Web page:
Seward helps advance major health care initiatives

As a member of the Senate Health Committee, crafting and advancing legislation that will help ensure quality health care for New Yorkers is among my top priorities. During the closing days of the 2016 legislative session, a number of important health and mental health bills received approval in both the senate and assembly and will be sent to the governor shortly for his final review and enactment.

Encouraging New Yorkers to Become Organ Donors

Several measures were adopted to encourage more New Yorkers to become organ and tissue donors. The bills focus on enhancing public awareness and increasing the number of New Yorkers who sign up to help save lives through organ, tissue, bone marrow, and blood donation.

One bill in particular, S.5313A, would help increase the number of organ and tissue donors by lowering the age of consent for New Yorkers who choose to become donors. New York is one of only four states in the nation that requires an individual be 18 or older to enroll in an organ and tissue donor registry. This leaves young people without a mechanism to document their consent to donate and puts parents in the difficult situation of having to assume what their teenage children would have wanted should a tragedy occur. This legislation will give New Yorkers aged 16 or older who wish to consent to donation the ability to enroll in the state’s Donate Life Registry. However, in the event that the young person may be considered for organ, eye, or tissue donation, the parents of that individual will be notified and given the final authorization for donation to take place.

Strengthening New York’s Patient Bill of Rights

Senate bill 6347B would require each hospital’s patient bill of rights and responsibilities to include a statement with information including a list of standard charges, participating health plans, the right to be held harmless from surprise bills and emergency services bills, the independent dispute process, and to designate a caregiver upon being discharged.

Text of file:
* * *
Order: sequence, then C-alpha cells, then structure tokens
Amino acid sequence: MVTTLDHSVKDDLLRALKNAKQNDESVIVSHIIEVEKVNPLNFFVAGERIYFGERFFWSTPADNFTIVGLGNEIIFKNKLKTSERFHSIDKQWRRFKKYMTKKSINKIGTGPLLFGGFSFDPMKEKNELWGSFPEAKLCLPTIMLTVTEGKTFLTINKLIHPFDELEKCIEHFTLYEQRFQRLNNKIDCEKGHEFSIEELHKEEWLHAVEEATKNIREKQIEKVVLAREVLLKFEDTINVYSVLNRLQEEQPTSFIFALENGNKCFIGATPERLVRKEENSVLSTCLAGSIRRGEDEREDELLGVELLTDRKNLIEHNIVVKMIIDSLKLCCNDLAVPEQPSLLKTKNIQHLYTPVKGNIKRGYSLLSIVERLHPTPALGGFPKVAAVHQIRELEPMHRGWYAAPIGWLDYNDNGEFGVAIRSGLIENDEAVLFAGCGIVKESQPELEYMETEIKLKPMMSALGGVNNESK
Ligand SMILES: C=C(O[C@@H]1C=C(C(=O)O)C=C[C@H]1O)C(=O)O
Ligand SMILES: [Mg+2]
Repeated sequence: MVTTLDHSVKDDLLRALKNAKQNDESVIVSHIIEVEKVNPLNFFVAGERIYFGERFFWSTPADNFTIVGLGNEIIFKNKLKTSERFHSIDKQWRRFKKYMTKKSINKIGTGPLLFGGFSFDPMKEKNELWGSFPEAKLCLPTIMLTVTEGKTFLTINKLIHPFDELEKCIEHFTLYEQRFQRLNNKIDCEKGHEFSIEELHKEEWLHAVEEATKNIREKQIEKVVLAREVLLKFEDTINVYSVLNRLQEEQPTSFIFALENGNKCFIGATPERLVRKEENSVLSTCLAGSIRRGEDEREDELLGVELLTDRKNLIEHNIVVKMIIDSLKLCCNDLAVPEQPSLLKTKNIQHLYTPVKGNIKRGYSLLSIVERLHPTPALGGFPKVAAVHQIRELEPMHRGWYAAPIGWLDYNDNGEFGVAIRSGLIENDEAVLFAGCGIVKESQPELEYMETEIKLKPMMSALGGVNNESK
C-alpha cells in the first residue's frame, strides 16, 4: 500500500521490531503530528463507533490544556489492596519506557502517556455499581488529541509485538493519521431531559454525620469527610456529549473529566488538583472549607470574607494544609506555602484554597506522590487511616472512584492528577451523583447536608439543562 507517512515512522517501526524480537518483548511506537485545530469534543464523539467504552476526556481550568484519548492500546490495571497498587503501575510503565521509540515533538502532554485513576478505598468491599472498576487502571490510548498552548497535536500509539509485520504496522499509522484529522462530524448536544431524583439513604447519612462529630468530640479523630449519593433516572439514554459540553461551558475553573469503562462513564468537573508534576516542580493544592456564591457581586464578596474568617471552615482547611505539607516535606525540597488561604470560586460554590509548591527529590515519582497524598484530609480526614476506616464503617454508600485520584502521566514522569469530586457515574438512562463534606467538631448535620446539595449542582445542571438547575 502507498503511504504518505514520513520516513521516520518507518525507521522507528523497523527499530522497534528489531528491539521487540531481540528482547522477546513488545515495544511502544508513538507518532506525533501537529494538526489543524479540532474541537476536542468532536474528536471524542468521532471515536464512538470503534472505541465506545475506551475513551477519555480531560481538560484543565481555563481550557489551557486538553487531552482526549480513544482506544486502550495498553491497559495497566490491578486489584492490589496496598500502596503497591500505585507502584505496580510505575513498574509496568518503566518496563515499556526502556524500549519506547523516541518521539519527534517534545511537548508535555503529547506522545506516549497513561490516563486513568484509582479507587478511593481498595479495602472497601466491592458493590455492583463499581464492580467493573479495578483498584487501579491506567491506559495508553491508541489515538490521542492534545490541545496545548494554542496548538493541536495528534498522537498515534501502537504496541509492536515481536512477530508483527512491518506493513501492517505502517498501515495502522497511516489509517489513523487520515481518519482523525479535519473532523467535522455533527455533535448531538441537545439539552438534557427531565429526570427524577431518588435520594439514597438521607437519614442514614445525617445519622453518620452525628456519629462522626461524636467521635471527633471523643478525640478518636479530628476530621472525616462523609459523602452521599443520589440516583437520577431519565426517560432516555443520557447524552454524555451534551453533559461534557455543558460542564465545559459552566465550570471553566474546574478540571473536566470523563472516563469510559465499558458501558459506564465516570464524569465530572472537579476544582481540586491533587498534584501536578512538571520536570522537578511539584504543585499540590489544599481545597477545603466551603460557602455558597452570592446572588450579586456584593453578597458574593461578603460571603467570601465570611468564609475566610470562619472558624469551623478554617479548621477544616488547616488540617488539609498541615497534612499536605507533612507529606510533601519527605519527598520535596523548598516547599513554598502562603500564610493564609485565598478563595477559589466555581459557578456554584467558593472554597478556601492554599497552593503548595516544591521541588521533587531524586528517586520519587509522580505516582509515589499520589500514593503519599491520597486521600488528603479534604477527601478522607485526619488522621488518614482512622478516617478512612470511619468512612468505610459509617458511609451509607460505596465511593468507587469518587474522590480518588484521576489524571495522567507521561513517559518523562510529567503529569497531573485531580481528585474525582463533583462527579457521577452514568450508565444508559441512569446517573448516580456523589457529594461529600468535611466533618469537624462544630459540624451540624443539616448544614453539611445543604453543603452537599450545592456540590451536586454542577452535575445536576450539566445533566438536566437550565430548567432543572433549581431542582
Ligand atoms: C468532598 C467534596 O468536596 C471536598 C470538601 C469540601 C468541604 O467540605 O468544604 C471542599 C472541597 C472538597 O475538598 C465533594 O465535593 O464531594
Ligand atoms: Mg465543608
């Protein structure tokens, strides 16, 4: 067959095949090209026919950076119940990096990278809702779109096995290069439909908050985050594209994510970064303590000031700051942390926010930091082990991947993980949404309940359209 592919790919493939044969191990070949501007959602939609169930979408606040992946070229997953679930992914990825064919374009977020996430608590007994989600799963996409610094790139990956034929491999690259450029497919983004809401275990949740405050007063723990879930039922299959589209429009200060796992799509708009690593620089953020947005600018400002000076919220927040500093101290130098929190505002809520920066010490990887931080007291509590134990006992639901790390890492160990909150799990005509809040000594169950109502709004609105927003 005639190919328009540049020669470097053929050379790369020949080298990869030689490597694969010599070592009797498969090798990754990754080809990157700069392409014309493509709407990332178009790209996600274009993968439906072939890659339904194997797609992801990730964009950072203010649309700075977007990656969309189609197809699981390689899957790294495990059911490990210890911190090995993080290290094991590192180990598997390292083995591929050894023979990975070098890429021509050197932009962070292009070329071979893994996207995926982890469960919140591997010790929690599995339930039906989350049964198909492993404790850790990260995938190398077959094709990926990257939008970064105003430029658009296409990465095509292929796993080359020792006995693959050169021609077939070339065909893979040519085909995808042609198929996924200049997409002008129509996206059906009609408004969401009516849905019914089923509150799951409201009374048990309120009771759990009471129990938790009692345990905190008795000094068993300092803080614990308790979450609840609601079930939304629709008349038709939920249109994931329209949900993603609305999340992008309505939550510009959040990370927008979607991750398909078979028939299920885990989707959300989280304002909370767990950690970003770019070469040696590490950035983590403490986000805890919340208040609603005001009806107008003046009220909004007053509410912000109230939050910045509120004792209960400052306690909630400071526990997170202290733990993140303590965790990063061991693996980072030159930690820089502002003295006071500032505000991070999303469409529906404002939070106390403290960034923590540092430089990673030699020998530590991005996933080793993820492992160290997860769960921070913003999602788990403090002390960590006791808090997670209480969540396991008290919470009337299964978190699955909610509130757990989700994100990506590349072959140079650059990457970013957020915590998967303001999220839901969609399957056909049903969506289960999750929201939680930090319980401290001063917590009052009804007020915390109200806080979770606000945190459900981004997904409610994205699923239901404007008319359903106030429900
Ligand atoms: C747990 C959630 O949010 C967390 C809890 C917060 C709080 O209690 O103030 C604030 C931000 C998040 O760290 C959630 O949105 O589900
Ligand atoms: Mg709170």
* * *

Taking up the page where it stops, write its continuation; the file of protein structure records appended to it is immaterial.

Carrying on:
Protect the Well-Being of Children and Adults Served by Out-of-State Mental Health Facilities

Senate bill 7584 would protect New York’s most vulnerable children and adults by giving necessary authority to the state’s Justice Center for the Protection of People with Special Needs to visit, inspect, and appraise the management of out-of-state schools or facilities that serve New Yorkers.

The senate also passed legislation (S.6622) to remove costs charged for access to clinical mental health records to an agency providing protection and advocacy services to disabled New Yorkers.

Expanding Birth-Delivery Options

Senate bill 4325 would facilitate the expansion of birth choices for women by removing current barriers to the establishment of midwifery birth centers. The measure expands the definition of “hospital” to include a new category of health care facility – a midwifery birth center – under the supervision of a physician or a midwife.

Step Therapy

Senate bill 3419C would clamp down on so-called “fail-first” protocols that health insurers use when it comes to prescriptions. The bill gives doctors a transparent process to ensure that patients receive the prescription drugs they need.

Infant Safety

Senate bill 6730 would require the state Department of Health to distribute crib safety information to maternity patients detailing safe sleeping procedures for babies; crib product recalls; and disclosure of the federal standards on the manufacture and sale of cribs.

Educating Students about Lyme and Tick-Borne Diseases

Senate bill 5804A would help educate and increase awareness among school-aged children to protect them from Lyme disease and tick-borne infections. The bill requires the state to create age-appropriate educational materials that would be readily available to schools so students can learn how to identify ticks, the procedures for safe removal, and the best practices for protection from ticks.

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© 2018 Snyder Communications/The Evening Sun
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